IT'S a classic case of "do as I say, not as I do." Prime Minister Stephen Harper's Conservative government has been spending like a drunken sailor in order to get its politically driven message out, but at the same time it has been preaching the gospel of financial restraint and cost-cutting when it comes to programs considered important to ordinary folks.
Cuts to Canadian Coast Guard services, tightening of Employment Insurance eligibility rules, massive job losses in the federal public service -- if you listen to Harper and crew, they've all been tough-love decisions made in the name of necessary fiscal belt-tightening.
But now there's word the Harper government overspent budgets on advertising by a whopping 37 per cent over its first five years in office.
And according to figures compiled by The Canadian Press, the current economic action plan advertising blitz will cost taxpayers at least $16 million alone -- and it's just a part of more than $60 million the Tories plan to spend this year on advertising, telling taxpayers how the government is spending their money.
NDP finance critic Peggy Nash points out it's odd the government has seen fit to advertise its economic action plan when the program is already essentially complete.
"So we have to wonder why they're advertising now on a program that's already finished -- during a budget period that is based on austerity and cutting back programs and services for Canadians."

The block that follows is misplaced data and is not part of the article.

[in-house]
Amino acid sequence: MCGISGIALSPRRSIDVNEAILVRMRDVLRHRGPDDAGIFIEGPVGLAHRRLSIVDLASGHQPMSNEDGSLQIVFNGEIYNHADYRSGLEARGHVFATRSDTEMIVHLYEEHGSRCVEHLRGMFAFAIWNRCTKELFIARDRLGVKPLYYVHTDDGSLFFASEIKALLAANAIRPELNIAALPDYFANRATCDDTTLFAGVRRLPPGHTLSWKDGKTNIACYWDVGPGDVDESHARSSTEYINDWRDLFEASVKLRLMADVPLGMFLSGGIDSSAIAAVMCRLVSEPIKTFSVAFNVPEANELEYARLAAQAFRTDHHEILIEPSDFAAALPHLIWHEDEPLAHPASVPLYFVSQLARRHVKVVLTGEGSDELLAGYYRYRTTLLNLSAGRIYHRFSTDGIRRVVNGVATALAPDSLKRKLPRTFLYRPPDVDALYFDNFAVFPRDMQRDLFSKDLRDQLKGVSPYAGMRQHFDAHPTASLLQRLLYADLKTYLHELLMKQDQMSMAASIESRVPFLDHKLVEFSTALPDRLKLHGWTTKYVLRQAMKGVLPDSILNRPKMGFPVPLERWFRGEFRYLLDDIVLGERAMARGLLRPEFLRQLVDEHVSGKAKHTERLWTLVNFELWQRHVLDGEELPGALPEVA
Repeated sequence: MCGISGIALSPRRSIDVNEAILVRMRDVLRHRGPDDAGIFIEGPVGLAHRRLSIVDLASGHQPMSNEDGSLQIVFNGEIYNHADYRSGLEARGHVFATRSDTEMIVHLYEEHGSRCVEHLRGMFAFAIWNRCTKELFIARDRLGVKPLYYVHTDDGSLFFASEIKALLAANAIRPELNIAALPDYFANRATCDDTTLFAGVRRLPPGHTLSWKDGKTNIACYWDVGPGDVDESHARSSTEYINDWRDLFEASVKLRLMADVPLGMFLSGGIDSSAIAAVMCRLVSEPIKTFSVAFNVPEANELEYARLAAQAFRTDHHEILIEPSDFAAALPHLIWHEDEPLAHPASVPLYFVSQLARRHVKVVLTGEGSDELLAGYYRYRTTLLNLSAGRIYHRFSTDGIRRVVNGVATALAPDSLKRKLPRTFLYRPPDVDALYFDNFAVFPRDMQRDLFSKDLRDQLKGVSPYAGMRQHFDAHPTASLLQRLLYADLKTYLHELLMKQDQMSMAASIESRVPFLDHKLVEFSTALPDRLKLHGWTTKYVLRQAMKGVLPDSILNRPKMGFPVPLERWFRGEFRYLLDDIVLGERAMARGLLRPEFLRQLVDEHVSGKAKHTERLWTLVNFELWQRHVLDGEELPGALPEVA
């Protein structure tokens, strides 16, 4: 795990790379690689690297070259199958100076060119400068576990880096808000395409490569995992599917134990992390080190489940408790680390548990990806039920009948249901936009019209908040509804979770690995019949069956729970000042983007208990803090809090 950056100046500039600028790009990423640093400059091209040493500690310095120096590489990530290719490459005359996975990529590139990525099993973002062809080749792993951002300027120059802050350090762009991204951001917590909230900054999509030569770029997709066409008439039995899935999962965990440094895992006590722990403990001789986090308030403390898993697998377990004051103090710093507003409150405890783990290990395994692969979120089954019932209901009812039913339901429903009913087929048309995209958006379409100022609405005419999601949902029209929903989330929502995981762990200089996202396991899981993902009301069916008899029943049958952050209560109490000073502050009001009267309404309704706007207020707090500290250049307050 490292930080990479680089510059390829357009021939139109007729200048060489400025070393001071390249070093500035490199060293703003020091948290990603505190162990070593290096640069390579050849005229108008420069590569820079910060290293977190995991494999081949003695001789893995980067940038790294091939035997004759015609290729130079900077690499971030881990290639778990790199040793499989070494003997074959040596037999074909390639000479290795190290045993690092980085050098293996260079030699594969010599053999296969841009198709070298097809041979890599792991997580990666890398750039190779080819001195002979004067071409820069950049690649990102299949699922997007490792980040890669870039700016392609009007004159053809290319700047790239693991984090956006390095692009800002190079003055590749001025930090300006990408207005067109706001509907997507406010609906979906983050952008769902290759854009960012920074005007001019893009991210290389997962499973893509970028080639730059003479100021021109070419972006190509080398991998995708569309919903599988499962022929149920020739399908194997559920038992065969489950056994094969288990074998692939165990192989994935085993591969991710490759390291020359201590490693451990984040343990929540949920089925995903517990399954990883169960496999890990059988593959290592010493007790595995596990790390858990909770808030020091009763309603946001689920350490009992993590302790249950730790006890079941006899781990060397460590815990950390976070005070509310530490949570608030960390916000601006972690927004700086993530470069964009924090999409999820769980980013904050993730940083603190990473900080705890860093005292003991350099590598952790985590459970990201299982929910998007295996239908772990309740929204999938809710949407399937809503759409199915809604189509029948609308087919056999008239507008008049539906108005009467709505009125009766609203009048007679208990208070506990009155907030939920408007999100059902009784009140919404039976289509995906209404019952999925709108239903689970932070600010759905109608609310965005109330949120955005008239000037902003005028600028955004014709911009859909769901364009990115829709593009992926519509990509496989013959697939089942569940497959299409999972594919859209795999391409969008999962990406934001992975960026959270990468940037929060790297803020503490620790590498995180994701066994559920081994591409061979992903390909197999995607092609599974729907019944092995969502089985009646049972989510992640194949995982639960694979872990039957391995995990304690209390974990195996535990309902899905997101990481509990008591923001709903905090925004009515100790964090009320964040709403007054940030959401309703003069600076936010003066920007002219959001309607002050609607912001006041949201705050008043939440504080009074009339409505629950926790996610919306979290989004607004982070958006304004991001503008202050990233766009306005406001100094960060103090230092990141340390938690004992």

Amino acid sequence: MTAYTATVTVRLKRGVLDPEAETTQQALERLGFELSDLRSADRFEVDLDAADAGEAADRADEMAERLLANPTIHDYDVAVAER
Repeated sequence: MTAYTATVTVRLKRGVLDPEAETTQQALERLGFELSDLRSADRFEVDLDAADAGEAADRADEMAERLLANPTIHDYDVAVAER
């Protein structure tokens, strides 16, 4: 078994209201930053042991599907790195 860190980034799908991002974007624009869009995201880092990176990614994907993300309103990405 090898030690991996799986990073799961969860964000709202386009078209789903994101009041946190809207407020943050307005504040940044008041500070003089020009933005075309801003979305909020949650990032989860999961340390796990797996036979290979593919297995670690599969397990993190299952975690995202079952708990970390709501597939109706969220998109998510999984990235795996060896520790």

Indeed. It wasn't that long ago that the Tories were criticized over signage requirements tied to the national infrastructure spending program. No work was to get underway until signs giving credit to the Conservative government had been erected.
To be fair, all governments spend money on advertising to explain government policies, priorities and programs. But during tough economic times it's not unreasonable to expect our elected leaders to get their priorities straight.
Do Canadians really need to be told that the government is working hard on their behalf? Isn't that what they're elected for in the first place?
It's one thing to cut government spending. We all know there's lots of opportunity to find efficiencies. But it's quite another to squander huge chunks of the savings on expensive public-relations programs aimed at propping up the image of the federal government -- one that seems determined to spread its self-congratulatory message no matter what the price.